While there are many types of quantitative research designs, they generally fall under one of two umbrellas: experimental research and non-experimental research. The four most commonly used designs for research studies are descriptive, correlational, quasi-experimental, and experimental.”(Grove, Gray & Burns, 2015).
In experimental design researchers uses random assignment and they manipulate an independent variable around a controlled variable. It is an objective, systematic, and highly controlled investigation conducted for predicting and controlling phenomena (Grove, Gray & Burns, 2015). A true experimental design there must be randomization, a control group and manipulation of a variable when examining the direct cause or predicted relationships between variables. In a quasi-experiment one of these aspects is missing (Sousa, Driessnack & Menders, 2007). As noted in Research Designs: Non-Experimental vs. Experimental (2018), When an experimental research is done correctly, experimental designs can provide evidence for cause and effect. Because of their ability to determine causation, experimental designs are the gold-standard for research in medicine, biology, and so on.
Descriptive and correlational designs can be referred to as non-experimental designs because the focus is on examining variables as they naturally occur in environments and not in the implementation of a treatment by the researcher. Non-experimental research, on the other hand, can be just as interesting, but you cannot draw the same conclusions from it as you can with experimental research. Non-experimental research is usually descriptive or correlational, which means that you are either describing a situation or phenomenon simply as it stands, or you are describing a relationship between two or more variables, all without any interference from the researcher. This means that you do not manipulate any variables (e.g., change the conditions that an experimental group undergoes) or randomly assign participants to a control or treatment group. Without this level of control, you cannot determine any causal effects. While validity is still a concern in non-experimental research, the concerns are more about the validity of the measurements, rather than the validity of the effects.
Grove, S., Gray, J., & Burns, N. (2015). Understanding Nursing Research, 6th Edition. Saunders, 092014. VitalBook file.
Research Designs: Non-Experimental vs. Experimental. (2018, July 19). Retrieved from http://www.statisticssolutions.com/research-designs-non-experimental-vs-experimental/
2-Experimental research is based around a test having a notable result. Basically, you test a hypothesis out and if the desired effect appears, it may be accurate. Essentially cause and effect. Normally this research will have controls and variables to help clarify the nature of the results. This kind of research is highly controlled to help prevent false conclusions. An example of experimental research would be common drug trials. During these trials, researchers are hoping to either discover new information about their drug or create further confirmation of what they already believe to be true. These tests are highly controlled.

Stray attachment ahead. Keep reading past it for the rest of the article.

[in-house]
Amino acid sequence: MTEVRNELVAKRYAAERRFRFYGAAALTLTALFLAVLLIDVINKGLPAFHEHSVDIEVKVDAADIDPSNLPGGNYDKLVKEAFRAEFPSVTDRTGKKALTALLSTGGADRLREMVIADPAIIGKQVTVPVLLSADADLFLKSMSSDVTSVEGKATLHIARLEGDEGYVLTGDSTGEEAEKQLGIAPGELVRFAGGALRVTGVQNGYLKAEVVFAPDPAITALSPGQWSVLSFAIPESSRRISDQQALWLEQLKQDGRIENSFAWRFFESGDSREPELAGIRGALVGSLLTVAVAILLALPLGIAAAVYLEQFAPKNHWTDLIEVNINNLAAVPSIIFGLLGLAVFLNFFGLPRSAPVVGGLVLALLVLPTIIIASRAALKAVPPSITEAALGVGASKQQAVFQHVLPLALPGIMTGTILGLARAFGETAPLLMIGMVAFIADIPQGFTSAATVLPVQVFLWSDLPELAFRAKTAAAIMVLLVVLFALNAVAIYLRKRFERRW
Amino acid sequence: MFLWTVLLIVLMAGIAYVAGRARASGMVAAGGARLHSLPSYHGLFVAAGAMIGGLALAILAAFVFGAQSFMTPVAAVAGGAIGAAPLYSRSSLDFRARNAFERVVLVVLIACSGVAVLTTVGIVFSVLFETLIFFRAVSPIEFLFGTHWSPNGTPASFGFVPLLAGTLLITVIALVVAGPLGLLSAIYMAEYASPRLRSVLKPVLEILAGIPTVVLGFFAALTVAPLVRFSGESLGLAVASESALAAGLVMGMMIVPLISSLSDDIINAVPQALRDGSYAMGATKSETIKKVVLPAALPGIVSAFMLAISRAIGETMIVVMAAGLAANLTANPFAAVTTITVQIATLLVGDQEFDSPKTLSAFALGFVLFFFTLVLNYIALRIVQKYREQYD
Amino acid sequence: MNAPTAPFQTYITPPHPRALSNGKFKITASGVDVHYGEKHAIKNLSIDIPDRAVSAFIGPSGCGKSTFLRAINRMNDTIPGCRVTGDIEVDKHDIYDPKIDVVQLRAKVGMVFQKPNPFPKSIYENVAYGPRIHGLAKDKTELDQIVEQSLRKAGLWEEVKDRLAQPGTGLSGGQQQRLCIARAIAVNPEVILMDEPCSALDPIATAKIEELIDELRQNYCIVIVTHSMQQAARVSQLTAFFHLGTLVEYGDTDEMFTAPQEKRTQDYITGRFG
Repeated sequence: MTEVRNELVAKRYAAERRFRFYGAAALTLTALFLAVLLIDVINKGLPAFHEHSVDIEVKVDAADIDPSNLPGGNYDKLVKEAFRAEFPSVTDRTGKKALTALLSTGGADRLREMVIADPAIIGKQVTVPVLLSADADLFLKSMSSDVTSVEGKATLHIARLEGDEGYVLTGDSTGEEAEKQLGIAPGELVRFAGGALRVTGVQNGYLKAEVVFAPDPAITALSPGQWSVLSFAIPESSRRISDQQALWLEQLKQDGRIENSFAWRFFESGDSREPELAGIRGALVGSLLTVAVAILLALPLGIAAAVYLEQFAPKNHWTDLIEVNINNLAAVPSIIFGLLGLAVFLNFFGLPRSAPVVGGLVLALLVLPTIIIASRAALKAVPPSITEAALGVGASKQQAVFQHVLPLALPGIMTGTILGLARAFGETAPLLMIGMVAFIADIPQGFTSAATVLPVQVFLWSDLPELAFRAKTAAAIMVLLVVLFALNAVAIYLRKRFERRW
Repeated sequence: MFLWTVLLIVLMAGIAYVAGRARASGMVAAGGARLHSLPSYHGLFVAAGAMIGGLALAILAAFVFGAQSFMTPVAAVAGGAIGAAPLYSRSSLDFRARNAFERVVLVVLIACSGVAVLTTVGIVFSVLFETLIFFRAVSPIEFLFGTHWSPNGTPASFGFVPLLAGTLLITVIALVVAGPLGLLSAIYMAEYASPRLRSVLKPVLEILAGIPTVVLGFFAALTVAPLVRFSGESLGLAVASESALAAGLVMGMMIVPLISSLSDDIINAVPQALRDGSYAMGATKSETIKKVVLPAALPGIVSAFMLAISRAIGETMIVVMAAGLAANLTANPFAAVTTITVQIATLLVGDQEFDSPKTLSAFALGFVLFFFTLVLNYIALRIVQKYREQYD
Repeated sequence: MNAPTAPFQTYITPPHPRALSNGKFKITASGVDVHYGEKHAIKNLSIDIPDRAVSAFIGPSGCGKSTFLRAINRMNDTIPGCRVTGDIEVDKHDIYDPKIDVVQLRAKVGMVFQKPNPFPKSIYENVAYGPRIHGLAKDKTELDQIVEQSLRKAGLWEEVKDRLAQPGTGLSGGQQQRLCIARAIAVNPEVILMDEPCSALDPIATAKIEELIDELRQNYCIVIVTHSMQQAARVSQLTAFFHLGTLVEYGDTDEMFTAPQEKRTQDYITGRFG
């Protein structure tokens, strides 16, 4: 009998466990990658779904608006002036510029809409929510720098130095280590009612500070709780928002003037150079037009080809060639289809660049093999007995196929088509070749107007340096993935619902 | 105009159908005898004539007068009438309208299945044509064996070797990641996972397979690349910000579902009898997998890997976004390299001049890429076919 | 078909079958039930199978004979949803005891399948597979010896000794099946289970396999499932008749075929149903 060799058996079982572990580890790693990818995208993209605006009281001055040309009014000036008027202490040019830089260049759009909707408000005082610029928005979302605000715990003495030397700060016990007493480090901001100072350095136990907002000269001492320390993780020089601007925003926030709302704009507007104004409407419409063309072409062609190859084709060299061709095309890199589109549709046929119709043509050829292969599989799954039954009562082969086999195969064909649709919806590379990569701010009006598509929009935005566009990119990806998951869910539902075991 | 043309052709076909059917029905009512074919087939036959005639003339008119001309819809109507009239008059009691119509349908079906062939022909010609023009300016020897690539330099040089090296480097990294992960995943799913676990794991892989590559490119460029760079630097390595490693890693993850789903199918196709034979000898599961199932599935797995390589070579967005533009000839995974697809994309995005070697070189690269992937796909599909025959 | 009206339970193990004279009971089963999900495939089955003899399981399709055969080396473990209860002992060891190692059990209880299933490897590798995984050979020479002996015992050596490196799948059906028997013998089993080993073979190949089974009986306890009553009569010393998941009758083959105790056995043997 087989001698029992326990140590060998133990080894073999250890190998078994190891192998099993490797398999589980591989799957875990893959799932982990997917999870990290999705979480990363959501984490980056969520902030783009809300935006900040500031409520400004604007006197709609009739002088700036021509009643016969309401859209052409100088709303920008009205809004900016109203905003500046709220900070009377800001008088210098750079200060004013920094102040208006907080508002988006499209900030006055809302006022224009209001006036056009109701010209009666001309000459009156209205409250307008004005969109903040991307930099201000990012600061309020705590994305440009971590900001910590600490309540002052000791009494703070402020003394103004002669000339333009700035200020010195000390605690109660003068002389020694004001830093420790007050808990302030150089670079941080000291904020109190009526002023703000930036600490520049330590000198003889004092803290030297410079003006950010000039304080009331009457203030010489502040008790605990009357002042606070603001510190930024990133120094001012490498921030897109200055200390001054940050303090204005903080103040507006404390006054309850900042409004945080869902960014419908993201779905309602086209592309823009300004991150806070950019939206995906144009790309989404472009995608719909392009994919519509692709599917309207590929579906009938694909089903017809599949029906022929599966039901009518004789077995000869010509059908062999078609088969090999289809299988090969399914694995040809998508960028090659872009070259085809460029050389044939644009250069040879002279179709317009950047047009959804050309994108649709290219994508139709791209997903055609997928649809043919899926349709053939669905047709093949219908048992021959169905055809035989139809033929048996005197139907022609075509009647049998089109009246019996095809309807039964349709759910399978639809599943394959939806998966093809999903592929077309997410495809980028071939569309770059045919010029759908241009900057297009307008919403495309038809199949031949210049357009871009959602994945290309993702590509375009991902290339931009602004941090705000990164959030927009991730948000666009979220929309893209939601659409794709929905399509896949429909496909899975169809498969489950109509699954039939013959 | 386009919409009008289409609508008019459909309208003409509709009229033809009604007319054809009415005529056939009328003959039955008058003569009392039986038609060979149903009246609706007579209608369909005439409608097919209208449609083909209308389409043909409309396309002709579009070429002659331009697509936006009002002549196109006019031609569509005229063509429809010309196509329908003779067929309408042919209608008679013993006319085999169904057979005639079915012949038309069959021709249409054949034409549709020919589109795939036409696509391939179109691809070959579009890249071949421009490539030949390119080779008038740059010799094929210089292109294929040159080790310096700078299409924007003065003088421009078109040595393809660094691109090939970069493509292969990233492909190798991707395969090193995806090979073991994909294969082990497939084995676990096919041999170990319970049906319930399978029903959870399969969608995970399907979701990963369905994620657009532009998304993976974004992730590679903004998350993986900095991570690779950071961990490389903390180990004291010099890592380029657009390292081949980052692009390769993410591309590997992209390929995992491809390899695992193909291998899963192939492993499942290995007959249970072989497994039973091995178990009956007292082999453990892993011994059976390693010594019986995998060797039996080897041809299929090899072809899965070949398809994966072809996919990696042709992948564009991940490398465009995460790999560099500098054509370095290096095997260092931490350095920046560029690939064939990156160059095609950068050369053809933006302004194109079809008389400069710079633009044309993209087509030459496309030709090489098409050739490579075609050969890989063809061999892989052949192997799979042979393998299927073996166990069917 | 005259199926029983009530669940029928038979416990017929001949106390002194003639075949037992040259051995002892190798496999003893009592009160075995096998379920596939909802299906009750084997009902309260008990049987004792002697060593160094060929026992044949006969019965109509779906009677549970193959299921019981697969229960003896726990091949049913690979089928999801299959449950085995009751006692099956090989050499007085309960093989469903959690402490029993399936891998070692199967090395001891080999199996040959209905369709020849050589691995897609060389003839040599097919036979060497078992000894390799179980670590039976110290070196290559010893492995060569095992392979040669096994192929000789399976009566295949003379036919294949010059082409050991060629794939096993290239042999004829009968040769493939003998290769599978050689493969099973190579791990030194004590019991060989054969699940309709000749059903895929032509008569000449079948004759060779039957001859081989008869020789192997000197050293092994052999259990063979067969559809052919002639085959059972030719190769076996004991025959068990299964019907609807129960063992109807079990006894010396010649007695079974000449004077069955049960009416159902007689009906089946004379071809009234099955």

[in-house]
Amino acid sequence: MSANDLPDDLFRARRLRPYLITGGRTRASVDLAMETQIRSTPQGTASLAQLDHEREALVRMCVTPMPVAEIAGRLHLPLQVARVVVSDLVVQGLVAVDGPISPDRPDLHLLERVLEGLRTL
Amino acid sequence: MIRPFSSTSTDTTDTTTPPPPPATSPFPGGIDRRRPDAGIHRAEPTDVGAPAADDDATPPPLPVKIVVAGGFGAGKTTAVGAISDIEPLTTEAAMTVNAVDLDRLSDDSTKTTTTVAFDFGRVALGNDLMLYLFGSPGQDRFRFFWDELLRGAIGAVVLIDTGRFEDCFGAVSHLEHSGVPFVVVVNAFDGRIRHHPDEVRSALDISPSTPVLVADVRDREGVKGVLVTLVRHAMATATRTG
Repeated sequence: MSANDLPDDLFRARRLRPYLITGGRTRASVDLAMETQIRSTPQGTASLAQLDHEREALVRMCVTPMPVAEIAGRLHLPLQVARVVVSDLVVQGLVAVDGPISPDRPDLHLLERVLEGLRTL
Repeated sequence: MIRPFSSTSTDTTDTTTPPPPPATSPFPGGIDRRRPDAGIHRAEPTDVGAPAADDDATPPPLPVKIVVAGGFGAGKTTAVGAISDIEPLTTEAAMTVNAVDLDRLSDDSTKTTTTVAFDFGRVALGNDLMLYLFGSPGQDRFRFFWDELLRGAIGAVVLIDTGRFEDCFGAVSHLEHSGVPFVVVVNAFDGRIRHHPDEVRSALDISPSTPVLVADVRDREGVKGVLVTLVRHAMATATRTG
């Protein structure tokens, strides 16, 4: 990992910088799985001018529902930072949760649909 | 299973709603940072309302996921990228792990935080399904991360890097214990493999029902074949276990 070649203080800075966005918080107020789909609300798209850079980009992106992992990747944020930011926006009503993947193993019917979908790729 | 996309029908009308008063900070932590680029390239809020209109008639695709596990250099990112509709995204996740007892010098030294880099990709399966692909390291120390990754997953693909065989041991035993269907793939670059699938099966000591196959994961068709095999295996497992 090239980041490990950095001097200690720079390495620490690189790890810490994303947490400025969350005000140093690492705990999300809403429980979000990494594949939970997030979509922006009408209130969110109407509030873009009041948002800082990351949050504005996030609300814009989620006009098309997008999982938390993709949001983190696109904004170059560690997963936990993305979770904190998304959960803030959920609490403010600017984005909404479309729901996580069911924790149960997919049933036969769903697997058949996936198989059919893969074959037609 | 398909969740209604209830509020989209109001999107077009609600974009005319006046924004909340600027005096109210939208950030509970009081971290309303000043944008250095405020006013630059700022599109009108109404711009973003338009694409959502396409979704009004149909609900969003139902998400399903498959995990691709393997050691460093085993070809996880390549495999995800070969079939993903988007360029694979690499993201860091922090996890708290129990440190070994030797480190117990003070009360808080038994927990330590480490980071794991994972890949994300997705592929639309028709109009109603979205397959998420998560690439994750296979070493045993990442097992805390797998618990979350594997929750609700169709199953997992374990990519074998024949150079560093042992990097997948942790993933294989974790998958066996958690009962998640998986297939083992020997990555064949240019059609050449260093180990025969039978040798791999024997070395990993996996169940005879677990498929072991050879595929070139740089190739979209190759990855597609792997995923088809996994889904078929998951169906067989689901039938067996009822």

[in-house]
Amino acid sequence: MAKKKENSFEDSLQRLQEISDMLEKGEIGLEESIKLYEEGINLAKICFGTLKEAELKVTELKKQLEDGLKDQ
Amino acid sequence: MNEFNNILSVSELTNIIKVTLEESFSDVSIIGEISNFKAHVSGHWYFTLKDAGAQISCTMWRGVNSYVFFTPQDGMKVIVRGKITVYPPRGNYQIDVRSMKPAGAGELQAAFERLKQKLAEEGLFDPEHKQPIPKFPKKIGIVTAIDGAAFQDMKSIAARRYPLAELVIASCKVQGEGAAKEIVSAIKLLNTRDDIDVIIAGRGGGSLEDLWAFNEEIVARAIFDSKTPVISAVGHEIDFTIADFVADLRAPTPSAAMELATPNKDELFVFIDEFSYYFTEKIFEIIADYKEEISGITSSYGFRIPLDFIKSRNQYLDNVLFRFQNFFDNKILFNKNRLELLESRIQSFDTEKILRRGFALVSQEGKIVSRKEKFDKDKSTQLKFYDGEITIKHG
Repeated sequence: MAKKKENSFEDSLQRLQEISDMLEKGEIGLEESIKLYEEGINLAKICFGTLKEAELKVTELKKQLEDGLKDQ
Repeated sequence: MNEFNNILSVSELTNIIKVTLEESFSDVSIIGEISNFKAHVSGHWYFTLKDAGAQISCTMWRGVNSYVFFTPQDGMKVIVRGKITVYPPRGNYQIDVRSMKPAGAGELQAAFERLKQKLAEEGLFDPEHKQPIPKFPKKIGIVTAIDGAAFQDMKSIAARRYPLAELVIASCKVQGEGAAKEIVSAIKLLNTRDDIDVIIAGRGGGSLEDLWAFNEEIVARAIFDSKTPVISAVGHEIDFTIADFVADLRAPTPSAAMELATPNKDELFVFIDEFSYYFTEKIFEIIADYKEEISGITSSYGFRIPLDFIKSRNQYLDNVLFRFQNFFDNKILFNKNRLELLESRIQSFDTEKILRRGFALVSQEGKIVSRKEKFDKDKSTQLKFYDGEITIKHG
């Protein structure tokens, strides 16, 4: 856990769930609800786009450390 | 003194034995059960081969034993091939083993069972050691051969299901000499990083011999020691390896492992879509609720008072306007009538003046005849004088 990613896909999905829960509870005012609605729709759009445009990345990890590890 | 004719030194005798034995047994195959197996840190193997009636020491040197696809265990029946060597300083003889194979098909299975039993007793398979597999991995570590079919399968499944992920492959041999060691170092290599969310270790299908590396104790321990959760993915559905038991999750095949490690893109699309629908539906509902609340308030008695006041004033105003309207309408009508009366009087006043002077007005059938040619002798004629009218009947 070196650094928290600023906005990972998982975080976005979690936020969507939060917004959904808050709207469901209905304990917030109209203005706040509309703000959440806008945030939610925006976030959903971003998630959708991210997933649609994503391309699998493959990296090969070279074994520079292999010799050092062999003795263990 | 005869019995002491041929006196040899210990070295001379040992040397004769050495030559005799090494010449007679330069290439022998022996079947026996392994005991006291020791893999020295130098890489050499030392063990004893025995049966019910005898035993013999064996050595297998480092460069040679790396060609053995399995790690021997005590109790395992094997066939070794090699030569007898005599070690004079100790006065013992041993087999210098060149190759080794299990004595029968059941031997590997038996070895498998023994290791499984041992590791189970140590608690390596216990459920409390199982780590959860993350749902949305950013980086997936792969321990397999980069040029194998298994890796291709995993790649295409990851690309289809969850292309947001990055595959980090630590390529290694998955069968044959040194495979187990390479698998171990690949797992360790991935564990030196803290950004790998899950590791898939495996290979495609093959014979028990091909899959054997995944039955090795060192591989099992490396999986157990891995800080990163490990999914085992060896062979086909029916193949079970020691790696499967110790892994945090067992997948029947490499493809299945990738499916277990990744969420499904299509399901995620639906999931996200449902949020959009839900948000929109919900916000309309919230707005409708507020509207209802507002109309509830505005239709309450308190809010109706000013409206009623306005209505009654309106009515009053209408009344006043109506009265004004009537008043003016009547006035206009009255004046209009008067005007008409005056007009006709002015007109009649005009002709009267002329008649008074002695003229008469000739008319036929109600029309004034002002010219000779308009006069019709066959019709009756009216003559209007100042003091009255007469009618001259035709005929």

Non-experimental research is based around the observation of behavior in a non-scientific setting. By this I mean that researchers look for possible data correlations by collecting information rather than testing a theory. An example of this would studies where researchers try to connect things like high mortality to a certain lifestyle or food choice. Because of the obvious risk to the patients, they would just collect information rather than staging experiments. The non-experimental model of research is much laxer and not as controlled.
Grove, S., Gray, J., & Burns, N. (2015). Understanding Nursing Research: Building an Evidence Based Practice (6th edition). St. Louis,MO. : Elsevier.
3- direct experimentation is indeed an excellent ways to obtain and analyze data. The observational changes observed can also be used to plan further studies. However, the preparation and execution of such experimentation is costly and time consuming. In contrast, lived experience of conditions suggested by numerical values found in experimental research is found in qualitative data. This data can be collected in fairly cheap and easy ways. However, the vastness of it and varying nature means that it has to be documented and analyzed by people, with little assistance from a machine (as various responses can be linked to one general value and that may not be easily programmed an algorithm to understand.The essential issues become: 1) Are you looking for qualitative or quantitative data? and 2)What does the data obtained say about the focus of the study? Ultimately, both types of research are necessary and valuable and allow problems to be considered in a detailed manner, differentiating the minutiae.